Issues In Early Education In Scotland

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Early years education in Scotland is always looking for areas in which to improve, and the Scottish Government provides drivers in which schools should focus to ensure this improvement. This essay will consider drivers from the 2019 National Improvement Framework and Improvement Plan (Scottish Government, 2018 b). Improvement areas discussed will be parental involvement, improvement in achievement considering pupil voice, and assessment of children’s progress considering Scottish National Standardised Assessments (SNSA) in P1.

Parental Involvement

Parents are acknowledged as being the first educator a child will have and in being this educator, parents hold the knowledge of their child that would be most beneficial for the development of their child (Education Scotland, No Date, a.; Scottish Executive, 2007). Many argue that a parent’s involvement in their child’s education has shown to have a greater impact on their child’s attainment than any other potential factor (Desforges & Abouchaar, 2003; Sylva et al, 2004; Gorard, See & Davies, 2012; NPSF, 2017; Scottish Government, 2018 b). The Early Years Framework (Scottish Government, 2009) outlines the importance of parental influences on children and states the importance of developing a partnership between parents and school to contribute to the best outcome for each child.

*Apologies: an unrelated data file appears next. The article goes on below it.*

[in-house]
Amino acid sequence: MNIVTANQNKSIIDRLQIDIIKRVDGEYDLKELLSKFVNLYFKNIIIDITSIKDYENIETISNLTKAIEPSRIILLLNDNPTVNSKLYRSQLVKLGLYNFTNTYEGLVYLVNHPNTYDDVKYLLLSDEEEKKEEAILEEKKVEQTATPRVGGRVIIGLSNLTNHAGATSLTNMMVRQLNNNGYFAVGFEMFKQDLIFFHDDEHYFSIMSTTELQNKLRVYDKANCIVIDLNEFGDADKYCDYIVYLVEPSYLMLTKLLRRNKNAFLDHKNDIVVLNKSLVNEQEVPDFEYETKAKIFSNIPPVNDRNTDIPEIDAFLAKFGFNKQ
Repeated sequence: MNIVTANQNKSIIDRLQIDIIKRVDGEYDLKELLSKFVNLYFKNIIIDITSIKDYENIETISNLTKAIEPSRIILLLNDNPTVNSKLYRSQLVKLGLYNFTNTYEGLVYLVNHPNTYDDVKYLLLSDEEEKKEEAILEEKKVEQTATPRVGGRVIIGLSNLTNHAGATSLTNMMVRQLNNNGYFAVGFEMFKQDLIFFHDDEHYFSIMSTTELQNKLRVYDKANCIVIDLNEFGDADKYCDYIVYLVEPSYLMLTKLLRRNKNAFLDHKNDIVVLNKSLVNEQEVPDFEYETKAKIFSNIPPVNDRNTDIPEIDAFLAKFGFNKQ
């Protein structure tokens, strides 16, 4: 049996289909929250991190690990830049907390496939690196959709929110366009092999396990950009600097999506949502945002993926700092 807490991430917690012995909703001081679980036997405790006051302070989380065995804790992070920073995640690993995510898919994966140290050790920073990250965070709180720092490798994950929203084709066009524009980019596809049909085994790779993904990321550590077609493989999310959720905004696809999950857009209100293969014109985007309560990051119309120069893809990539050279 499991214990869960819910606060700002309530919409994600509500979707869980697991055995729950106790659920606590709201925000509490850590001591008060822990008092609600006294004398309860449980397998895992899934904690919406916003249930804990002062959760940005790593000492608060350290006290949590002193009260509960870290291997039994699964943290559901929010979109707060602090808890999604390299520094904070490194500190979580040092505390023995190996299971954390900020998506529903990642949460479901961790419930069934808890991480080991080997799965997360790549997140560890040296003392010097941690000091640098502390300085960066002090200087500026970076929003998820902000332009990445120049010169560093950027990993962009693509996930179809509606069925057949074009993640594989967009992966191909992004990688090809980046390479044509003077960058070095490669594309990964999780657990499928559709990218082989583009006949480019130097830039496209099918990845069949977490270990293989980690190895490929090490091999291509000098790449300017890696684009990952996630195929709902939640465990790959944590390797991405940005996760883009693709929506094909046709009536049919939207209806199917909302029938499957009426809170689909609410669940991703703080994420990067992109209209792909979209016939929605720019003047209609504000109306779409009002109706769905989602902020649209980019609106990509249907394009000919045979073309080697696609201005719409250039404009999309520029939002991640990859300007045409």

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Having clear communication between school and parent can support a child and benefit the school setting as parents can provide crucial information about the child (Education Scotland, No Date, a.). Goodall and Vorhaus (2011) agree with this understanding as they believe parents should be involved in planning to provide a learning structure that best suits the child. Education Scotland (No Date, a.) states that when parents are involved in this planning process, pupils’ behavior and attainment improve. In the early years, this communication provides children with continuity between settings, thus encouraging a feeling of trust and security with staff (Sheridan et al. 2010). Unfortunately, there are many parents – particularly working class- who feel as though they are not able to communicate with staff as they do not have the language and social skills to do so (Cullingford & Morrison 1999; Power & Clark 2000; Harris & Goodall, 2007; NPSF, 2017; Scottish Government, 2018). Being approachable, building a professional caring relationship with parents and children, and creating an open, comfortable and safe space for parents to discuss their family’s needs can encourage parents to see the teacher as their first line of contact when required (Scottish Government, 2014; NPFS, 2017).